So Bottas hasn’t needed to change anything from a Mercedes point of view up until now. He has fulfilled the role perfectly and ensured they won every constructors’ championship – and that Hamilton has claimed every drivers’ title – since he joined.
But all good things must come to an end, and it’s definitely time for that.
Bottas has performed the role required of him by Mercedes perfectly during his years with the team. Glenn Dunbar/Motorsport Images
Confirmation of Russell’s promotion will come on Tuesday (if it were even needed after the Bottas announcement), and Mercedes simply couldn’t ignore the performances the Briton was delivering. Some of his qualifying laps in the Williams have been superb, and that has convinced the team that he can do a similar job to Bottas on a Saturday.
With that strength retained, the expectation is for Russell to be an upgrade on Sundays. He has made mistakes in his young career so far, but has also driven impressively under pressure, often having to be defensive after qualifying an uncompetitive Williams further up the grid than it really deserved to be.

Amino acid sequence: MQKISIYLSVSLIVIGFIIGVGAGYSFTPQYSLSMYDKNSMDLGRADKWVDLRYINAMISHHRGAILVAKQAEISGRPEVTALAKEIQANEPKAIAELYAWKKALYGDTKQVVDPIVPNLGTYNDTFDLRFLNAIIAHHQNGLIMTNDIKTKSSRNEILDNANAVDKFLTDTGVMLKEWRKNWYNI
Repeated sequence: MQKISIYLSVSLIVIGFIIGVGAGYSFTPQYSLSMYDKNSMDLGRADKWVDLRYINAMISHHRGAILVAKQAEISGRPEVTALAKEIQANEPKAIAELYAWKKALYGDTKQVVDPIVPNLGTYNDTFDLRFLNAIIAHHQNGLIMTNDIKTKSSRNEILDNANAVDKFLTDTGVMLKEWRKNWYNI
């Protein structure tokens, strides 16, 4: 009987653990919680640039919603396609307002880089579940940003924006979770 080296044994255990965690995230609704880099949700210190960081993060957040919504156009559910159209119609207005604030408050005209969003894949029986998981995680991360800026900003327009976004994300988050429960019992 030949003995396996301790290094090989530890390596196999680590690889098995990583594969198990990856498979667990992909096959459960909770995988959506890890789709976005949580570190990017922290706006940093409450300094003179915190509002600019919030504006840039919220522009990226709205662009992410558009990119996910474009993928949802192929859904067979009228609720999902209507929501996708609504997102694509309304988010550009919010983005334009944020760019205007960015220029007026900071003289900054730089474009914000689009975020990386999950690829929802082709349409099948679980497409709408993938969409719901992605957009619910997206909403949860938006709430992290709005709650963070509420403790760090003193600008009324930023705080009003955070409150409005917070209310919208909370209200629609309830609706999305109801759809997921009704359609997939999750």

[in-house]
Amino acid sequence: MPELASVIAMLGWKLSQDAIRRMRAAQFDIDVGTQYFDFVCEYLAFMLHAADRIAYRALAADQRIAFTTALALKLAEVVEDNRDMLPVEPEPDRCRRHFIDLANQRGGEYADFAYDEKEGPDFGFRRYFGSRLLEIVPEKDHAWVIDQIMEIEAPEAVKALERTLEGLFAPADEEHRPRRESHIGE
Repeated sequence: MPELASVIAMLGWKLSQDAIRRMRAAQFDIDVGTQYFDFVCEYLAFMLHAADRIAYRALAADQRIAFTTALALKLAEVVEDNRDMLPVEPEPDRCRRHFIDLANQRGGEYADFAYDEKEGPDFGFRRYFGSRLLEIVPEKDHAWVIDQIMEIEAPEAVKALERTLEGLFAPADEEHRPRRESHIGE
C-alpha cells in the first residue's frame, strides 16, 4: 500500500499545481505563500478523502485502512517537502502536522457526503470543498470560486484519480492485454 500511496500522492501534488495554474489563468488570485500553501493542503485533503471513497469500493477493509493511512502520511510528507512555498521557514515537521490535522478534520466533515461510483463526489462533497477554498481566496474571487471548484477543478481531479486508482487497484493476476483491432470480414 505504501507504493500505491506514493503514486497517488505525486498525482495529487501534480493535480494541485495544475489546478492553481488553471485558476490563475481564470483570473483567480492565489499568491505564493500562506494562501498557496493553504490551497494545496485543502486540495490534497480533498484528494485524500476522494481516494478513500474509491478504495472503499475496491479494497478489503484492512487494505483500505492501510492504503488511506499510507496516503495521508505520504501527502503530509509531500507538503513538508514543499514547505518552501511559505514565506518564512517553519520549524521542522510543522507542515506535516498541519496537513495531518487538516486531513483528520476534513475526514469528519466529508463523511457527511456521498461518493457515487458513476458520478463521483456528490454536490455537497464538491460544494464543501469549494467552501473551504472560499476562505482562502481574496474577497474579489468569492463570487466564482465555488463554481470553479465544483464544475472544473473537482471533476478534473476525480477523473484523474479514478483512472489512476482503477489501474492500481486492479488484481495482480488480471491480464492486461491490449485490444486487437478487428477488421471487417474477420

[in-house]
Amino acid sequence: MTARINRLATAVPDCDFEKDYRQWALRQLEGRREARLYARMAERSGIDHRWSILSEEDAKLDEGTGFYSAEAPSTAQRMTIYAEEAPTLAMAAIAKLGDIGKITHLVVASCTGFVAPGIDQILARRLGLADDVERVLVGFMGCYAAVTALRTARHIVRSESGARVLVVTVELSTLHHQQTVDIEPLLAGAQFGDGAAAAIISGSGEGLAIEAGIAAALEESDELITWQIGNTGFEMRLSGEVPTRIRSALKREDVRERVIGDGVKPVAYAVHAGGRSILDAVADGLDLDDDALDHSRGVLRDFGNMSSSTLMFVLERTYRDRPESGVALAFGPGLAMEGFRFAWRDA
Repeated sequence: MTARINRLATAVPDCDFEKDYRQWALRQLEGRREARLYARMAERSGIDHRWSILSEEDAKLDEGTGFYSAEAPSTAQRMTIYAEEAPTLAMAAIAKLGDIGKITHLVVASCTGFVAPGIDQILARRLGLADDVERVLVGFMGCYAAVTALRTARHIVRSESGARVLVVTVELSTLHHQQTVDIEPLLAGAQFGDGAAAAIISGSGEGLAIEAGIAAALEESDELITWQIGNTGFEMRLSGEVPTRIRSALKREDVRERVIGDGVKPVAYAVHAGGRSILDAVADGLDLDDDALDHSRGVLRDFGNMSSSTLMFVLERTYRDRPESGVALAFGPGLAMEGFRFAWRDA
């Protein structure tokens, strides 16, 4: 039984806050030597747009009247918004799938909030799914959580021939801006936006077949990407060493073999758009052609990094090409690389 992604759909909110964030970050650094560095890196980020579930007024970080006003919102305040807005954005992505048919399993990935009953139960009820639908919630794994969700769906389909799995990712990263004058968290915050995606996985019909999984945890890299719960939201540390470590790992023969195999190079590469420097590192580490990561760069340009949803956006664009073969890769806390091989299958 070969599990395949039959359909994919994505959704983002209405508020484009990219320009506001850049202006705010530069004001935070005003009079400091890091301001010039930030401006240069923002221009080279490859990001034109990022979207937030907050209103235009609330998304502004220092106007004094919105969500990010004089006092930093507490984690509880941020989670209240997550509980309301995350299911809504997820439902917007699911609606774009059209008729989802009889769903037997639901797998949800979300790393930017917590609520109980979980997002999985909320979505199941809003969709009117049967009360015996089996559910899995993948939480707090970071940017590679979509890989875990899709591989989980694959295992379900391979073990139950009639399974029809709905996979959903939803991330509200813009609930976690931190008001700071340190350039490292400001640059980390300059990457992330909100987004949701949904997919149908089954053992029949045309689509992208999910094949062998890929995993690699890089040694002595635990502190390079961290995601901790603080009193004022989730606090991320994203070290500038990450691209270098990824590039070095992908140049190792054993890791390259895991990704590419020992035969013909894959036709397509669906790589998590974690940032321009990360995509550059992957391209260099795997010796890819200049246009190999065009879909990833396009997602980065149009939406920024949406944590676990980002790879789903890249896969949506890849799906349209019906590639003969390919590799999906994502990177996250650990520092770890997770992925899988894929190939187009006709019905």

He has also shown he can be a team player, taking the opportunity to tell the world when he informed Williams it should prioritize Nicholas Latifi and sacrifice his own race when his teammate was running in the top three early in the chaotic Hungarian Grand Prix. Russell told me that wasn’t a pointed comment, but it certainly was a smart one either way.